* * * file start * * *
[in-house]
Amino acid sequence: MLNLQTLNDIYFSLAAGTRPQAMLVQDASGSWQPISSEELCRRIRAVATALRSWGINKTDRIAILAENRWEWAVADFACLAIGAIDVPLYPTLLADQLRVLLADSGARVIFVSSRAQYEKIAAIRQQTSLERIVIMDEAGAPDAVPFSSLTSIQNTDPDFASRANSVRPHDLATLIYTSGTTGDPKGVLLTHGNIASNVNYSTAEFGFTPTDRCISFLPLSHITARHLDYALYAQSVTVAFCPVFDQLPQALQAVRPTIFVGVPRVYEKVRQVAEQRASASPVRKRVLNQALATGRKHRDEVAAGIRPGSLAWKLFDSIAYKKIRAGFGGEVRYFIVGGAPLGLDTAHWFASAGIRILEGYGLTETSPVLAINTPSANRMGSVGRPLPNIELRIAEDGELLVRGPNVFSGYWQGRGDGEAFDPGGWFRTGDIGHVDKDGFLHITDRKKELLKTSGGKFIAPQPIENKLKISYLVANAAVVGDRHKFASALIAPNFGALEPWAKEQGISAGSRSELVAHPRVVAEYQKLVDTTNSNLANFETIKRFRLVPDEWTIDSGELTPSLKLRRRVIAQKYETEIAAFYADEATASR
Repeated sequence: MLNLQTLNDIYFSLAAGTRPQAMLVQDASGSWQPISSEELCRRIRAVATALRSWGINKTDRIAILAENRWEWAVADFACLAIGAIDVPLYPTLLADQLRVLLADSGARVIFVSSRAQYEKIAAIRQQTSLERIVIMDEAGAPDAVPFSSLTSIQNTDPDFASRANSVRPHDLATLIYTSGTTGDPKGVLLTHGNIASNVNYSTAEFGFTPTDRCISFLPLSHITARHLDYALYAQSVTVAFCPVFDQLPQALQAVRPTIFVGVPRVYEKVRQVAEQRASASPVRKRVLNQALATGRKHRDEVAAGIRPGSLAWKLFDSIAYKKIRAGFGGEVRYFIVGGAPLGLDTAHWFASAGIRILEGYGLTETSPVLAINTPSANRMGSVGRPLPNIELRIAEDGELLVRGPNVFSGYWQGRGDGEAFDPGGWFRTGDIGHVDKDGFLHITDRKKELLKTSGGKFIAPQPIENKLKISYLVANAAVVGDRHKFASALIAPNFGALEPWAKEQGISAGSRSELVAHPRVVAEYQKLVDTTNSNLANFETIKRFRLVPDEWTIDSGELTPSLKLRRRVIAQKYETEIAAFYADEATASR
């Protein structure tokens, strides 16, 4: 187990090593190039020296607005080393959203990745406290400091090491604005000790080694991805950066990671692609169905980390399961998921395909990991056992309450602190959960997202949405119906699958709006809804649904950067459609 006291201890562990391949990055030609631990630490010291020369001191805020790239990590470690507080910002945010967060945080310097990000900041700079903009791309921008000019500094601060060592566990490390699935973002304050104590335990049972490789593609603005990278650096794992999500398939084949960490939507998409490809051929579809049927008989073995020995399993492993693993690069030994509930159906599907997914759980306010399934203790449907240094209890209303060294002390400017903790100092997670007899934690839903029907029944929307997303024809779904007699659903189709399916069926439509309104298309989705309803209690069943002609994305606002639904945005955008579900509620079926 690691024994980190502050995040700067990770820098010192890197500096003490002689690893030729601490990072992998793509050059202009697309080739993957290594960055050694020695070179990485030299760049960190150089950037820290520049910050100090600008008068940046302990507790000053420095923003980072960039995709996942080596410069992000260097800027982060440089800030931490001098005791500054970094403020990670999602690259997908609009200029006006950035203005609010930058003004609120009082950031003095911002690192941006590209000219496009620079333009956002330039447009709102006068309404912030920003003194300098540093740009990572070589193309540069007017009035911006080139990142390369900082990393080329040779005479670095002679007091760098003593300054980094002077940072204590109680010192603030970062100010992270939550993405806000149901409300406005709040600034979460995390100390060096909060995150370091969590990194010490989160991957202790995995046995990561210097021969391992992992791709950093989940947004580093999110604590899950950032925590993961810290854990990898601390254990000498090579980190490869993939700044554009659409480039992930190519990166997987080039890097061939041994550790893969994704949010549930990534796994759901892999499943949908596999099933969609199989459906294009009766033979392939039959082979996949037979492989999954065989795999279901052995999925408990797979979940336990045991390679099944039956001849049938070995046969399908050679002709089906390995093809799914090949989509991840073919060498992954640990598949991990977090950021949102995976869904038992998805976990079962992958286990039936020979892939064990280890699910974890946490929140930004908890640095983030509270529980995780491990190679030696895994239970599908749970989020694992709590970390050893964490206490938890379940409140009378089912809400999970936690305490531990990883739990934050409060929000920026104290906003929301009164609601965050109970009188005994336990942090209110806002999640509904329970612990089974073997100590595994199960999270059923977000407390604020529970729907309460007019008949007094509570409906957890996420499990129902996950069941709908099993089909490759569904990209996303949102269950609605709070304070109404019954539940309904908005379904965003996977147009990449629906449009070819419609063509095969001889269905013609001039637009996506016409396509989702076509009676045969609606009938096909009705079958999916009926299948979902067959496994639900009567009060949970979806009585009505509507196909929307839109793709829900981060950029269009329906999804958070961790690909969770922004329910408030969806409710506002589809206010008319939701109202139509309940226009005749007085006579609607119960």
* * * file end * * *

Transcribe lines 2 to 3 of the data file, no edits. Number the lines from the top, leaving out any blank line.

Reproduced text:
Amino acid sequence: MLNLQTLNDIYFSLAAGTRPQAMLVQDASGSWQPISSEELCRRIRAVATALRSWGINKTDRIAILAENRWEWAVADFACLAIGAIDVPLYPTLLADQLRVLLADSGARVIFVSSRAQYEKIAAIRQQTSLERIVIMDEAGAPDAVPFSSLTSIQNTDPDFASRANSVRPHDLATLIYTSGTTGDPKGVLLTHGNIASNVNYSTAEFGFTPTDRCISFLPLSHITARHLDYALYAQSVTVAFCPVFDQLPQALQAVRPTIFVGVPRVYEKVRQVAEQRASASPVRKRVLNQALATGRKHRDEVAAGIRPGSLAWKLFDSIAYKKIRAGFGGEVRYFIVGGAPLGLDTAHWFASAGIRILEGYGLTETSPVLAINTPSANRMGSVGRPLPNIELRIAEDGELLVRGPNVFSGYWQGRGDGEAFDPGGWFRTGDIGHVDKDGFLHITDRKKELLKTSGGKFIAPQPIENKLKISYLVANAAVVGDRHKFASALIAPNFGALEPWAKEQGISAGSRSELVAHPRVVAEYQKLVDTTNSNLANFETIKRFRLVPDEWTIDSGELTPSLKLRRRVIAQKYETEIAAFYADEATASR
Repeated sequence: MLNLQTLNDIYFSLAAGTRPQAMLVQDASGSWQPISSEELCRRIRAVATALRSWGINKTDRIAILAENRWEWAVADFACLAIGAIDVPLYPTLLADQLRVLLADSGARVIFVSSRAQYEKIAAIRQQTSLERIVIMDEAGAPDAVPFSSLTSIQNTDPDFASRANSVRPHDLATLIYTSGTTGDPKGVLLTHGNIASNVNYSTAEFGFTPTDRCISFLPLSHITARHLDYALYAQSVTVAFCPVFDQLPQALQAVRPTIFVGVPRVYEKVRQVAEQRASASPVRKRVLNQALATGRKHRDEVAAGIRPGSLAWKLFDSIAYKKIRAGFGGEVRYFIVGGAPLGLDTAHWFASAGIRILEGYGLTETSPVLAINTPSANRMGSVGRPLPNIELRIAEDGELLVRGPNVFSGYWQGRGDGEAFDPGGWFRTGDIGHVDKDGFLHITDRKKELLKTSGGKFIAPQPIENKLKISYLVANAAVVGDRHKFASALIAPNFGALEPWAKEQGISAGSRSELVAHPRVVAEYQKLVDTTNSNLANFETIKRFRLVPDEWTIDSGELTPSLKLRRRVIAQKYETEIAAFYADEATASR